If me356 and the India team working the MFMP are really going to share their steps, maybe it makes more sense to just wait and see what they share before trying more tests.


    lenr-forum.com/attachment/2166/



    lenr-forum.com/attachment/2167/

  • Building a QuarkX reactor does not seem to be that complicated.


    Use Boron Nitride as the reactor tube to support temperature upto 3000C.


    see post below for background.


    Rossi Replication Technology


    Put some Aluminum Lithium Hydride enriched in Lithium 7 (99%) in the tube based on the size of the tube.


    Use nickel electrodes at each end of the tube.


    Preheat the tube to at least 2000C.


    Set up a very high voltage DC induced electrostatic field (50 to 100 kilovolts as per Rossi's patent) between the electrodes that does NOT involve the production of a spark.


    https://patentscope.wipo.int/s…621/PDOC/WO2016018851.pdf


    Configure a quadrupole magnetic field with the center of the quadrupole centered along the axis of the tube.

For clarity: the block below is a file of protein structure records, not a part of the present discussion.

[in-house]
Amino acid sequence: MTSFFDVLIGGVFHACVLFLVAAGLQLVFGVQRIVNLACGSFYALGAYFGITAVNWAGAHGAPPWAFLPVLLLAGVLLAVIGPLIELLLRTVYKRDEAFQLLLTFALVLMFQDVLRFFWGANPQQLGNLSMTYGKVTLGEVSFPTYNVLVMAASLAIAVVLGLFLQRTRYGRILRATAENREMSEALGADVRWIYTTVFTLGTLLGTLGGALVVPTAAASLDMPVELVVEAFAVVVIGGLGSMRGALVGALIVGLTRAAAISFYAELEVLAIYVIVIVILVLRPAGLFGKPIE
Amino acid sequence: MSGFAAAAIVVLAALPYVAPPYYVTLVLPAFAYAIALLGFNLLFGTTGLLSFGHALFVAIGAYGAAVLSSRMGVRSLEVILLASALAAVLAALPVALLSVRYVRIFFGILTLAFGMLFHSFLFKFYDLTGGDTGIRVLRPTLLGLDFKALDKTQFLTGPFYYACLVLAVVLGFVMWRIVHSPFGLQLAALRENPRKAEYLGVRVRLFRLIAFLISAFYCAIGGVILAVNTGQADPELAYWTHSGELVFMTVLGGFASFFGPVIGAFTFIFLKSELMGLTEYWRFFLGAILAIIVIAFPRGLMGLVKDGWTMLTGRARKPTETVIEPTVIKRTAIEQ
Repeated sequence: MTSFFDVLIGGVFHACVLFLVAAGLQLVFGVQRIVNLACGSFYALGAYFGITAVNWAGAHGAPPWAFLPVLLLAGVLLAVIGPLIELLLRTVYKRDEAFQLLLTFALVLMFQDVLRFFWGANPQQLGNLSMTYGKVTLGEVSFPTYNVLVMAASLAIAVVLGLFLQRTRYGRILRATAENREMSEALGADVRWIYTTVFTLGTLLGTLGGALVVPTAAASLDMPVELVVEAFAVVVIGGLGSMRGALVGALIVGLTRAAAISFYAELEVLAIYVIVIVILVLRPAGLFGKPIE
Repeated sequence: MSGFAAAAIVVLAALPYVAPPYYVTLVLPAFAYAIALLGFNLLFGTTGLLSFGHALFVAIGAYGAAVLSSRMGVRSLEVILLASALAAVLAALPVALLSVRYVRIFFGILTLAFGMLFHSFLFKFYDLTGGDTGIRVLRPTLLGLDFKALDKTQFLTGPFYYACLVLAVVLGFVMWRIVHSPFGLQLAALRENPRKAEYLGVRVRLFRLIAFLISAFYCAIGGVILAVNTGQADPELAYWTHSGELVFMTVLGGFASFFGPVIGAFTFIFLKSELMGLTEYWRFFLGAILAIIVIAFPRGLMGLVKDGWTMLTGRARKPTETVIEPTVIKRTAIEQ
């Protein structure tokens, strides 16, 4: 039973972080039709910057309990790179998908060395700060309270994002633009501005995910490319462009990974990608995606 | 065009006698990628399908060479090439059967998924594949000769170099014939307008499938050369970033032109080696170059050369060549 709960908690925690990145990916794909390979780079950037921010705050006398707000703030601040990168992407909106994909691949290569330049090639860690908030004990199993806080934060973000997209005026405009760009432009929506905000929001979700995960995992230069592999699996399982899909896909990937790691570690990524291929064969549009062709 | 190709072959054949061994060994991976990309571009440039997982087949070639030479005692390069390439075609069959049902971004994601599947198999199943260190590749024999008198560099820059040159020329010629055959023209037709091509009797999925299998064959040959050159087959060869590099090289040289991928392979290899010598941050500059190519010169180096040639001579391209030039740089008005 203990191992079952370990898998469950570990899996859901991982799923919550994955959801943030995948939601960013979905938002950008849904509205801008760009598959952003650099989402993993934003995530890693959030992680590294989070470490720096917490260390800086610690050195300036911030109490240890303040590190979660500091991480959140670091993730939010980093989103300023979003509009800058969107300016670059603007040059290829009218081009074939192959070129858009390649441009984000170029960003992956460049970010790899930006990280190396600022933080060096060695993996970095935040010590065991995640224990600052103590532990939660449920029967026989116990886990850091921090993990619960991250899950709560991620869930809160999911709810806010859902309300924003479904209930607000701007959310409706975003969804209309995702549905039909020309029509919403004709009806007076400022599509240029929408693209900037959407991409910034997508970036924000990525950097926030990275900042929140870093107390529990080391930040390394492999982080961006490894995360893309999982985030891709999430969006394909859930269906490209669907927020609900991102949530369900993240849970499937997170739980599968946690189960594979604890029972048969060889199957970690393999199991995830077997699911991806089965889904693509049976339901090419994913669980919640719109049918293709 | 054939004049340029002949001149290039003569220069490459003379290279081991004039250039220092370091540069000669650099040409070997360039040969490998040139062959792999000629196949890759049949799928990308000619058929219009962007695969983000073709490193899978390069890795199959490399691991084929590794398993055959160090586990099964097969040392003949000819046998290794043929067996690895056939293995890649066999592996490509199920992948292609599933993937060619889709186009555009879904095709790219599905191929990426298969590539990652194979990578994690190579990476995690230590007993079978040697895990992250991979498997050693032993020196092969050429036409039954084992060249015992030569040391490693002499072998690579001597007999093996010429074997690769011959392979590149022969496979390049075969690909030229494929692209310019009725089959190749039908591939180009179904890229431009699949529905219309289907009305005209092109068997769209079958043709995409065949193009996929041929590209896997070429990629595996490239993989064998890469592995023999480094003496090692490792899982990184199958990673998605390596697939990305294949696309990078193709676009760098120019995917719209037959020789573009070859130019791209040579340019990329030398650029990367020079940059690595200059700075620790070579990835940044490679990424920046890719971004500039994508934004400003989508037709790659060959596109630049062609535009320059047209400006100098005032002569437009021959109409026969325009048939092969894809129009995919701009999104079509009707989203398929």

https://arxiv.org/pdf/1703.05249.pdf



    220px-VFPt_quadrupole_coils_1.svg.png


    Quadrupole.gif


    From


    Nucleon polarizability and long range strong

    force from I=2 meson exchange potential





    If the tube stays hot at 2000C or above, then the reactor is working.

  • axil Regarding the use of a Quadrupole.... Exactly....! It's this part that captured my eyes when I read it and made me think there may well be something in it. Then when started at this point and read through the rest I could see how they were trying to walk the reader through their ideas. There may be broader need for the test data of the QuarkX itself but to me the theoretical discussion was very intelligent despite what some others think. But I suppose you need to understand the significance of that point you raise here first.


    Regarding the initial heating are you sure the active part of the QuarkX was initially heated to 2000 deg C? I missed it in this paper? I'm sure the Hot Cat could well have been but I wonder if the QuarkX used some other kind of stimulation?


    Edit: Sorry BTE-Dan for getting a bit of Topic there... I jumped in with out reading the whole thread. Good luck with your test. It's really good to see yet another experimenter/replicator trying this.